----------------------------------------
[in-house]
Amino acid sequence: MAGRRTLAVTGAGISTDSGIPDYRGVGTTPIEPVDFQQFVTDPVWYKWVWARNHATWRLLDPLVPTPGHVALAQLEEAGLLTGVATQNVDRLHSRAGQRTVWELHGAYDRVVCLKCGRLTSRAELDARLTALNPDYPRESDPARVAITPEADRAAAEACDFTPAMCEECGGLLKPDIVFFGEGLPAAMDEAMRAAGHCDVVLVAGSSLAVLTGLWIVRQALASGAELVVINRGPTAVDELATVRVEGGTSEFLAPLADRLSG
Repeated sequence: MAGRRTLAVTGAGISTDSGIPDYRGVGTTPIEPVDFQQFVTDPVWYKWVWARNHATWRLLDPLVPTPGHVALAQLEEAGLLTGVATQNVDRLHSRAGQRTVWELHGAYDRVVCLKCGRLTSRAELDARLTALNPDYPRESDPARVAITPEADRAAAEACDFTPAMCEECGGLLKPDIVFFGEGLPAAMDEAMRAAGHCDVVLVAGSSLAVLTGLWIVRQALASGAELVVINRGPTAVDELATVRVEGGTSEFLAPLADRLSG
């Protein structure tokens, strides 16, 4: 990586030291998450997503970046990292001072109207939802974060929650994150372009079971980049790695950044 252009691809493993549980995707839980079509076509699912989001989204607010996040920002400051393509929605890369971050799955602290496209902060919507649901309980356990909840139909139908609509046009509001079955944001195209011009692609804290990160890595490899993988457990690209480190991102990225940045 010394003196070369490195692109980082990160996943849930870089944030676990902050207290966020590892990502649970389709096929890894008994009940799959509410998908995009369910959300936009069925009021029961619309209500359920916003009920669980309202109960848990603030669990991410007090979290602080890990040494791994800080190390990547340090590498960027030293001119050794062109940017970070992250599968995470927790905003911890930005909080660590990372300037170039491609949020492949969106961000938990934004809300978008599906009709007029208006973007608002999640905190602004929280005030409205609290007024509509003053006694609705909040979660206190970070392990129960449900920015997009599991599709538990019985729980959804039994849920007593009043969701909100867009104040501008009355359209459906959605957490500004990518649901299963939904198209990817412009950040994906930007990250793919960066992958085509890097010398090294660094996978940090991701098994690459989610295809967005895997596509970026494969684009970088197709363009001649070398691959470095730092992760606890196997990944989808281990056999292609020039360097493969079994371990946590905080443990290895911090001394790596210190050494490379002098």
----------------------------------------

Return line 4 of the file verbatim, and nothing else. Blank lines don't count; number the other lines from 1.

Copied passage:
């Protein structure tokens, strides 16, 4: 990586030291998450997503970046990292001072109207939802974060929650994150372009079971980049790695950044 252009691809493993549980995707839980079509076509699912989001989204607010996040920002400051393509929605890369971050799955602290496209902060919507649901309980356990909840139909139908609509046009509001079955944001195209011009692609804290990160890595490899993988457990690209480190991102990225940045 010394003196070369490195692109980082990160996943849930870089944030676990902050207290966020590892990502649970389709096929890894008994009940799959509410998908995009369910959300936009069925009021029961619309209500359920916003009920669980309202109960848990603030669990991410007090979290602080890990040494791994800080190390990547340090590498960027030293001119050794062109940017970070992250599968995470927790905003911890930005909080660590990372300037170039491609949020492949969106961000938990934004809300978008599906009709007029208006973007608002999640905190602004929280005030409205609290007024509509003053006694609705909040979660206190970070392990129960449900920015997009599991599709538990019985729980959804039994849920007593009043969701909100867009104040501008009355359209459906959605957490500004990518649901299963939904198209990817412009950040994906930007990250793919960066992958085509890097010398090294660094996978940090991701098994690459989610295809967005895997596509970026494969684009970088197709363009001649070398691959470095730092992760606890196997990944989808281990056999292609020039360097493969079994371990946590905080443990290895911090001394790596210190050494490379002098």